Andrew Kelly interview
Equine tracing & welfare
Home grown stallions attract strong support
Australian breeders have been notoriously shy over the past 20 to 30 years in supporting stallions that are bred in the Southern Hemisphere, albeit with a few exceptions such as Christian Cullen, Classic Garry, Courage Under Fire and Elsu.
Consequently, large amounts of money have been drained from our Australian Breeding Industry in supporting the North American owned shuttle stallions.
However, that hasn’t been all bad news for our harness racing Industry as in the current season five sons of those Stallions - American Ideal, Art Major, Bettors Delight and Somebeachsomewhere – have all bred over 100 mares in Australia.
The acceptance by breeders of these five stallions – For A Reason, Poster Boy, Soho Tribeca, Ultimate Machete and Vincent – represents a big step forward for our Breeding Industry.
This acceptance of our ‘Home Grown’ stallions is very timely as the sires of those stallions are either deceased (Somebeachsomewhere) or now into the veteran stages of their lives – American Ideal (19-year-old), Art Major (22-year-old) and Bettors Delight (23-year-old).
We know of course that is unlikely that all these new stallions will rise to the top of the Australian Sires’ Lists but at least they now have an opportunity with strong support from Australian breeders. It is well worth remembering that Classic Garry rose from a rather humble beginning (79 foals in his debut crop of 1986/87) to the Leading Stallion of Australia a few years later.
The very positive initiative of Harness Racing Victoria to increase the First Win Vicbred Bonus to $12,000 for the progeny of Australian and New Zealand bred stallions certainly paved a smooth path for the Victorian based stallions Poster Boy, Soho Tribeca, Ultimate Machete and Vincent.
It is no surprise that the Art Major son For A Reason received strong support as his first crop of just 33 foals have now won over $1.2million between them (20 individual winners), whilst his second commercial crop of 93 foals raced as two-year-olds in the recently completed season with 21 winners emerging to date.
The positive signs don’t end with these five stallions either. The 2016 Australian 2YO of the Year The Storm Inside and the Inter Dominion champion Tiger Tara were strongly fancied by Australian breeders as well with around 90 and 80 mares bred respectively.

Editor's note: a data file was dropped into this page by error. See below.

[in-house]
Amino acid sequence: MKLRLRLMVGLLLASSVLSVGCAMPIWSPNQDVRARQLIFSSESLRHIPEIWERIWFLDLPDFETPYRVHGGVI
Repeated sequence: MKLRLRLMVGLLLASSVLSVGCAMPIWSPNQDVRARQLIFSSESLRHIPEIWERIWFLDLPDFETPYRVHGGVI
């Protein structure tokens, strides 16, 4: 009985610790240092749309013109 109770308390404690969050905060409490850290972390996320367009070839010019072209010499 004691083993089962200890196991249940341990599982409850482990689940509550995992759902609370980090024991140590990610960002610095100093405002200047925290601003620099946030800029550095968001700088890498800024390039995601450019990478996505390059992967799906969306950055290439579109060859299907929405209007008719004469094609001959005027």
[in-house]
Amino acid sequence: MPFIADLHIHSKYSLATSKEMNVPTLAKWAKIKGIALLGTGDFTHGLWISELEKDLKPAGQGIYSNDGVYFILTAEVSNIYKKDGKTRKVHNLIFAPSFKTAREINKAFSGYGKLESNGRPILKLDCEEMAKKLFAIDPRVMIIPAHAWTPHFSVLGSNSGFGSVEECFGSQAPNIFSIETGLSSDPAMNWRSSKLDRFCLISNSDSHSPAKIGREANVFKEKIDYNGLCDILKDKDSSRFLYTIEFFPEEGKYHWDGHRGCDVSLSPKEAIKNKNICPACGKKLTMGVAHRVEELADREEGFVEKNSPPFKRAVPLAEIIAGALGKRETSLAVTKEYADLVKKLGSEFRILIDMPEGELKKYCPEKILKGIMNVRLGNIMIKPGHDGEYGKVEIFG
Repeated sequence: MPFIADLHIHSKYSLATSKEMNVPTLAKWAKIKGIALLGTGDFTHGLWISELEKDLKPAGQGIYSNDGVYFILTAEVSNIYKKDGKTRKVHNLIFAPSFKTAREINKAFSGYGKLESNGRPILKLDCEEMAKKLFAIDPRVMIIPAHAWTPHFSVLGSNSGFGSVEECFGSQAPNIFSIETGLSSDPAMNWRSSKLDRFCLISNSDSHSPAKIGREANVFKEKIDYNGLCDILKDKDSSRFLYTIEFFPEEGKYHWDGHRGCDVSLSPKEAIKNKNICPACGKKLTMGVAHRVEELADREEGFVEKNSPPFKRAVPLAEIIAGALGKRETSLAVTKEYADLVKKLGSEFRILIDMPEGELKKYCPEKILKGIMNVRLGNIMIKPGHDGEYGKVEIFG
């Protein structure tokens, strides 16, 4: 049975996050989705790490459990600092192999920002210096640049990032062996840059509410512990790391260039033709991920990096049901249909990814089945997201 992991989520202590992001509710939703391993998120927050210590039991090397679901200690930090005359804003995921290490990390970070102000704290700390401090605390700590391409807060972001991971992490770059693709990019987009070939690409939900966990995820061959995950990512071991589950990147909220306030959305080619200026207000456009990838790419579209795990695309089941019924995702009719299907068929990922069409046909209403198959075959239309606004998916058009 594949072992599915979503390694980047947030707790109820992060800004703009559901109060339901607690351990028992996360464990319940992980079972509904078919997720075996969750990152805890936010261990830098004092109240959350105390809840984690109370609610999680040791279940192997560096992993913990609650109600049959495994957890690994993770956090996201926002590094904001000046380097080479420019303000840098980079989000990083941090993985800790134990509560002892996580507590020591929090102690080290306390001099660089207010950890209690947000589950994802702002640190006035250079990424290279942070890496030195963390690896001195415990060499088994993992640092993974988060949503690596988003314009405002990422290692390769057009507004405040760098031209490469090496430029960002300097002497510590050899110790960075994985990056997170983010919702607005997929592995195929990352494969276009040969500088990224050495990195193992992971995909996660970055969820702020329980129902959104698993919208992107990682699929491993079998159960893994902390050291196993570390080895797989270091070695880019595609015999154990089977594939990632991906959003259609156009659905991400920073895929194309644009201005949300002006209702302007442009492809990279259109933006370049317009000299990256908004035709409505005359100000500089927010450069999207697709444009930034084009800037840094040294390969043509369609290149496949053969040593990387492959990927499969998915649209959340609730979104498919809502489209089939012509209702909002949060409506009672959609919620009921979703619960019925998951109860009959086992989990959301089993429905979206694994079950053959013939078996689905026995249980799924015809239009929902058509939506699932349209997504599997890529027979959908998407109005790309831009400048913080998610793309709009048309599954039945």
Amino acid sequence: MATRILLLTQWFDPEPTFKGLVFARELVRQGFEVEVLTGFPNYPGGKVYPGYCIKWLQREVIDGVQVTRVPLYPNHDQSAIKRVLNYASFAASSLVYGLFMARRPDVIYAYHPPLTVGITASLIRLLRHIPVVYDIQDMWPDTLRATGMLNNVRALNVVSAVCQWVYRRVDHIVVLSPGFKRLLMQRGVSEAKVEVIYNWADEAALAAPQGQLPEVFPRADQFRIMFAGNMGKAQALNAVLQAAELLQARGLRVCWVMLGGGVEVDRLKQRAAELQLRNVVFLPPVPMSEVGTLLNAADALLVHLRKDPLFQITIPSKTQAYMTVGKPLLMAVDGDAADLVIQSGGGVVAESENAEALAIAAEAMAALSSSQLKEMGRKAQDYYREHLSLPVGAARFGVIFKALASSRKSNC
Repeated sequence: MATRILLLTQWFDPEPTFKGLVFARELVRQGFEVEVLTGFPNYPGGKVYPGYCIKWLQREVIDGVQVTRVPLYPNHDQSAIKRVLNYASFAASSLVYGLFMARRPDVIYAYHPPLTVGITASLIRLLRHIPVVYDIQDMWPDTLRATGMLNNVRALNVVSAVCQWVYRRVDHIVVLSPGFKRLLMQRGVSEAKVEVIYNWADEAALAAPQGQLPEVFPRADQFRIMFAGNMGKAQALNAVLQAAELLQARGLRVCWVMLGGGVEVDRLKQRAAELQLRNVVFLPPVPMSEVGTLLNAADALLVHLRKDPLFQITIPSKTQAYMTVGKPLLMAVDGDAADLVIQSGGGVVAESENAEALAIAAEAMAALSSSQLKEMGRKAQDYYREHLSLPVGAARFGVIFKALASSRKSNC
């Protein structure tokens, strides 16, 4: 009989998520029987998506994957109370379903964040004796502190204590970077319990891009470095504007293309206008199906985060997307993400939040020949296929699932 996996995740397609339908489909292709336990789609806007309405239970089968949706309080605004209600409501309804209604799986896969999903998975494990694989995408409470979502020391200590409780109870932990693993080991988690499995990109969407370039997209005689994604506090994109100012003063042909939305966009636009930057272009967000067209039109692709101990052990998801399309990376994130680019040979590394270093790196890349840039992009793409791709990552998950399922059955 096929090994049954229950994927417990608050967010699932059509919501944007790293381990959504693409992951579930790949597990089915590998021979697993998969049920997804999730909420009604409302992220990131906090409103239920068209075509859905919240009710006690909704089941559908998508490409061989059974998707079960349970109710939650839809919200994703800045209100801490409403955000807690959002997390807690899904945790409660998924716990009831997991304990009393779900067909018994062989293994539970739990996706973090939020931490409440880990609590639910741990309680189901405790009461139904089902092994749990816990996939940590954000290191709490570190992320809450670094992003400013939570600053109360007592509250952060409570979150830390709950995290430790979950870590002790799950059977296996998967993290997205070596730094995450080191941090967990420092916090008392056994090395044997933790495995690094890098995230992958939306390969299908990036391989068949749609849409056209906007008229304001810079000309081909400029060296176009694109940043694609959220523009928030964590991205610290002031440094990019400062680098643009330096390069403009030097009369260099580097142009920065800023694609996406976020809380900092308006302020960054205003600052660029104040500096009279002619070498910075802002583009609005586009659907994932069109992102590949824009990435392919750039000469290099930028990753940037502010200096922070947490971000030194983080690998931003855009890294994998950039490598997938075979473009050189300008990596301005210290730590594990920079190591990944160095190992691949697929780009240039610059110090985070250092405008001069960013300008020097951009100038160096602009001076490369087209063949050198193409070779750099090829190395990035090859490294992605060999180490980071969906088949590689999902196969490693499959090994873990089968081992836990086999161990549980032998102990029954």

Bling It On, who mixes his racing and breeding career, is another stallion who has been kept busy all season, having served around 90 mares. His oldest progeny will soon be seen on racetracks around Australia (current two-year-olds).
The former outstanding racetrack performers Fly Like An Eagle, Guaranteed and Jilliby Kung Fu have all received good bookings as well with numbers between 40 and 60 mares each.
The Hall of Fame Stallion Artsplace has had a profound impact on the Pacing breed the world over and it will continue for many years to come.
Eight of the eleven ‘Home Grown’ stallions mentioned in this article are either by Artsplace or his son Art Major or are from mares by Artsplace or one of his sons.
The 2020/21 season saw 19 stallions serve over 100 mares with only nine of those stallions to shuttle back to North America – Always B Miki, American Ideal, Bettors Delight, Captain Crunch, Downbytheseaside, He’s Watching, McWicked, Sportswriter and Sweet Lou.
Lather Up, another shuttle sire, served around 90 mares in his debut ‘down under’ season.
In addition to these shuttle stallions and the five Home Grown stallions, the other five stallions included Art Major , Warrawee Needy and the sons of Rocknroll Hanover - A Rocknroll Dance , Rock N Roll Heaven and Rock N Roll World .
The numbers of stallions who have bred over 100 mares in a single season in recent times are:
Year No. stallions Total Services for Season
2019 12 4,659
2018 14 4,956
2017 19 5,431
2016 15 5,722
2015 15 5,880
Although there were 19 stallions who bred over 100 mares in 2017, it was from a total of 5,431 services. Based on the figures from 2018 and 2019, total services for the closing season are estimated to be between 4,500 and 4,750.
It is also worth noting that in 2017 of the 19 stallions to cover 100 mares or mare, 14 were shuttle stallions, thus much of the service fee income disappeared from our economy.
The year 2020 will be remembered around the World for some wrong reasons but in the Harness Industry in Australia it may be the start of a resurgence in our Breeding Industry.